Common symptoms include:

  • A sudden loss of color in a small area of the body
  • Irregular swimming patterns and turning into a bottom dweller.
  • A kinked spine making it unable to swim normally.
  • Developing cysts on their stomach.
  • Stomach shrinking and losing mass and fish wastes away.
Neon Tetra DiseaseNeon Tetra Disease Treatments
False Neon Tetra Disease.
A bacterial disease that infects Neon tetras, cardinals, etc. with almost identical symptoms is often misdiagnosed as Neon Tetra Disease (Pleistophora hyphessobryconis) and can be cured with antibiotics, which is why some tropical fish keeping enthusiasts believe there is a cure for the disease.Bacterial InfectionBacterial Infections

Neon Tetra Disease Treatments

  • Raised bumps on skin.
  • Pink to white in color.
  • Anywhere on body, including fins.
  • Can appear as hazy film when infection first sets in.
Lymphocystis is a viral disease that creates raised skin nodules. They may present with a few scattered nodules or a cluster of dozens. They can appear anywhere on a fish’s body, including the fins and oral cavity. Early infections may present as a thin film on the fish’s body.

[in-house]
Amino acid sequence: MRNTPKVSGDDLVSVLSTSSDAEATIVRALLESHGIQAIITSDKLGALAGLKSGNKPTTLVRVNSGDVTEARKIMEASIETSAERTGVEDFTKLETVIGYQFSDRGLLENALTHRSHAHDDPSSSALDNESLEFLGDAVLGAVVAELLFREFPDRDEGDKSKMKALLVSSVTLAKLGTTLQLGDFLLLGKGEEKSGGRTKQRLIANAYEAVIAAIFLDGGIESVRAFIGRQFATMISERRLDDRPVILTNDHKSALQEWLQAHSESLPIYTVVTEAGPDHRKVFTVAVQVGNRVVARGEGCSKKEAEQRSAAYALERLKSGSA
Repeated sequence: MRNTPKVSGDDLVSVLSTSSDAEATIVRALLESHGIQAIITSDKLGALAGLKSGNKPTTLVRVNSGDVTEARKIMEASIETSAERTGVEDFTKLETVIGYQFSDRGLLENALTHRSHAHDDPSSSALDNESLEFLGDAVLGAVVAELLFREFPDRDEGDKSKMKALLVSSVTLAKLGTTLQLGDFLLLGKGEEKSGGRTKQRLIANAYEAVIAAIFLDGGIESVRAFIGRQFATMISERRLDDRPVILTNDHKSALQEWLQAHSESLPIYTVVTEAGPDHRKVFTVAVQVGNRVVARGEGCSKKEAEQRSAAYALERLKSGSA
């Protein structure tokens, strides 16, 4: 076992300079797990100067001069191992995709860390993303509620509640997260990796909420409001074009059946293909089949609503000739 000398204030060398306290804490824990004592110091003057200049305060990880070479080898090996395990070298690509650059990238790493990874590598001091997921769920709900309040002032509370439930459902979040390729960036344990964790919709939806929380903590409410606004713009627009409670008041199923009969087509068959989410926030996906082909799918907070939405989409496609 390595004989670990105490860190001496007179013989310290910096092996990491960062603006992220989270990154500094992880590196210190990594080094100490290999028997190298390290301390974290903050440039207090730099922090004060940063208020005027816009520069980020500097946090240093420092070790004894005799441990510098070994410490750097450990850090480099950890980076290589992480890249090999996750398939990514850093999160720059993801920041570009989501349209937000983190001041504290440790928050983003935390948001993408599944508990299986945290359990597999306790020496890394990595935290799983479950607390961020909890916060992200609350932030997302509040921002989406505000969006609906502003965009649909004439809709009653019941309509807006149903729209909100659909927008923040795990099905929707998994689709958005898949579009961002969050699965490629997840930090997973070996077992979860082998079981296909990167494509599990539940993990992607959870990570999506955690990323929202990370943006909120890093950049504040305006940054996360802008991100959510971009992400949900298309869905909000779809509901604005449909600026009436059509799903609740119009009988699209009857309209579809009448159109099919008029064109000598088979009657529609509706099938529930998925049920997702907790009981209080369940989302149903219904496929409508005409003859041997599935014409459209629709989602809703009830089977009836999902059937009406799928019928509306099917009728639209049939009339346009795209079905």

The virus spreads between direct contact and within the aqueous environment. Once in shed from an infected fish, lymphocystis can survive in the surrounding water for up to 1 week. Some fish may be asymptomatic carriers, in which they carry the virus, but do not show signs. Due to the long incubation period of weeks to months, the virus may not show up until well after most quarantine protocols have completed.
LymphocystisThere is no treatment for lymphocystis. Often, signs of lymphocystis are exacerbated by other stressors in the tank, such as poor water quality, poor diet or inappropriate temperatures. By alleviating some of these issues, your fish may recover their previous appearance. Since it does not affect anything other than external appearance, it is of minimal concern to most fish owners.